Tertiary Coal Resources, Eastern Arctic Archipelago


  • R.M. Bustin




Coal, Cretaceous period, Outliers, Petrology, Stratigraphy, Tertiary period, Axel Heiberg Island, Nunavut, Ellesmere Island, Fosheim Peninsula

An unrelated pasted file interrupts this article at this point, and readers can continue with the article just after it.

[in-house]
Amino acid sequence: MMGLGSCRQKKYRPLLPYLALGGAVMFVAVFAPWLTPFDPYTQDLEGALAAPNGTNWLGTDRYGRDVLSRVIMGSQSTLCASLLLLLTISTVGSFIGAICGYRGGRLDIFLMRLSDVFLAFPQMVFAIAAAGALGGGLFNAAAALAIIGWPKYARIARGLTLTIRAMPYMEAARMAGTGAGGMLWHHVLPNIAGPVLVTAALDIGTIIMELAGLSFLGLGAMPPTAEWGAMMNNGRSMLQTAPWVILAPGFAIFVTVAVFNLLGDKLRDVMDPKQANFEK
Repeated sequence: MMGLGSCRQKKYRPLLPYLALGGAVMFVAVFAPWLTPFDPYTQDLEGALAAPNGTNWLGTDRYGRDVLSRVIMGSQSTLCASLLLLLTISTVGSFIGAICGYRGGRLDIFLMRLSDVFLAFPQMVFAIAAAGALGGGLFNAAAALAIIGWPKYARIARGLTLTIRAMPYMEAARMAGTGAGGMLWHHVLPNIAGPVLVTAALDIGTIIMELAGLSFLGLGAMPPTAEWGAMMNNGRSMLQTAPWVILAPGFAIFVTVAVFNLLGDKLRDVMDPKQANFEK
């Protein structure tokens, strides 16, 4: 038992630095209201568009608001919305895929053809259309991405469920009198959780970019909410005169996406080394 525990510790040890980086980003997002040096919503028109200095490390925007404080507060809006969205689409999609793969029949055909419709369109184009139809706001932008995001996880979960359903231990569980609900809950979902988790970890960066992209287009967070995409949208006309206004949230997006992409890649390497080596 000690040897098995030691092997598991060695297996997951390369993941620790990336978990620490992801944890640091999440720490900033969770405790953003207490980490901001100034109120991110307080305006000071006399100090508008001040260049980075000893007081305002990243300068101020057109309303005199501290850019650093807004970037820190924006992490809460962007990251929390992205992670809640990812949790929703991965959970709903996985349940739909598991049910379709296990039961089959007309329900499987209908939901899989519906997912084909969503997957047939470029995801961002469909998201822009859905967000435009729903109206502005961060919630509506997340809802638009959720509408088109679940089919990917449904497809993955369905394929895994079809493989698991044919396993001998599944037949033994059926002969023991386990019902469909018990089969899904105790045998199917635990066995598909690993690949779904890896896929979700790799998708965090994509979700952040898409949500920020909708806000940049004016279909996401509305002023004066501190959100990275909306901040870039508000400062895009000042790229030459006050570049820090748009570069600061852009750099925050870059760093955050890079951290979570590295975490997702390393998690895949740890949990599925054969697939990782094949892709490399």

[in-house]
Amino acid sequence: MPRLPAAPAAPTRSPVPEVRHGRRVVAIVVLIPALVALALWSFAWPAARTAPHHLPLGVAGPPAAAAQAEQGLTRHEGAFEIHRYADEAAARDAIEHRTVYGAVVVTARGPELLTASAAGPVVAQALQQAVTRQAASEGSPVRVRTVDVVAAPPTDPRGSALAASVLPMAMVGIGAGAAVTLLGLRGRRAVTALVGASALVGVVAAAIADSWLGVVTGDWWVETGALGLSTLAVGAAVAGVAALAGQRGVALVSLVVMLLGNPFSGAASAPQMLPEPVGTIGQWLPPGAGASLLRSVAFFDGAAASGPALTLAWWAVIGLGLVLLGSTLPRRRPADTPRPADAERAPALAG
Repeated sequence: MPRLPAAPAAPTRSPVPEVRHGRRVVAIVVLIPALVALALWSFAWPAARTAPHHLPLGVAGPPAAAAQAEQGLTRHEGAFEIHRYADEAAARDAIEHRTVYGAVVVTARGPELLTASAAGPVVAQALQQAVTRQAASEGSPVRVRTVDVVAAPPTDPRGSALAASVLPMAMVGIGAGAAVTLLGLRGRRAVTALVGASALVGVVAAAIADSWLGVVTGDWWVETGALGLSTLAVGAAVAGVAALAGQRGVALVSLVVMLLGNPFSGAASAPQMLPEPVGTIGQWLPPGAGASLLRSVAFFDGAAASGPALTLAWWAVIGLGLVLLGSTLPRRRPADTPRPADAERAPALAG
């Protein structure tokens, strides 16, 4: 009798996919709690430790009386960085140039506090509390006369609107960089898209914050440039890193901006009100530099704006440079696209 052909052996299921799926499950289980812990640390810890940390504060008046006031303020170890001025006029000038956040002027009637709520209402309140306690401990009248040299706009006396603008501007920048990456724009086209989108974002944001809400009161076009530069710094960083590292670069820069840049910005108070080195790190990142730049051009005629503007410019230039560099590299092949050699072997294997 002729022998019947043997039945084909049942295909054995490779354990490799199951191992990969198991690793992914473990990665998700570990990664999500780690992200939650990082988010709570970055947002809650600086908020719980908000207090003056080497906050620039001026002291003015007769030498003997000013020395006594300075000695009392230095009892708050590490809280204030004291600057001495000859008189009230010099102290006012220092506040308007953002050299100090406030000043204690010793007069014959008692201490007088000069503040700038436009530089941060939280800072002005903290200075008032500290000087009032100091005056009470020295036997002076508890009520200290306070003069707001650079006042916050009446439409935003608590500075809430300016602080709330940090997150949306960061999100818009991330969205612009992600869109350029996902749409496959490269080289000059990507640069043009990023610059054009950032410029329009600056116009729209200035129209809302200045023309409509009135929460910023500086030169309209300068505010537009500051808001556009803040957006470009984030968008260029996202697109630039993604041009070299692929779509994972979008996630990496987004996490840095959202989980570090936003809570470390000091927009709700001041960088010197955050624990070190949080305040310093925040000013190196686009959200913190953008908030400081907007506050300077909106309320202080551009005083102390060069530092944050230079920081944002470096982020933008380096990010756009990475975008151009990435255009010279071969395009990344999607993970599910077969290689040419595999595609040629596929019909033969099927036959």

In the eastern Canadian Arctic Archipelago major coal resources occur within the Late Cretaceous and Tertiary Eureka Sound Formation. The formation, which ranges in thickness from thin erosional outliers on central Axel Heiberg Island to a maximum thickness of 3300 m on Fosheim Peninsula, Ellesmere Island, contains numerous thick seams of coal. The coal is highly variable in quality, but seams of clean, vitrain rich coal several metres thick are present. The rank of the coal ranges from lignite through sub-bituminous to high-volatile bituminous as measured by vitrinite reflectance. Inferred resources within the area of study are calculated as 30,000 million tonnes of which 15,000 million tonnes are lignite, 11,000 million tonnes are sub-bituminous and 4000 million tonnes are high-volatile bituminous. The area encompassed only a small portion of the known outcrop area of Late Cretaceous and Tertiary coal measures in the Canadian Arctic Archipelago which indicates that considerable further resources are present.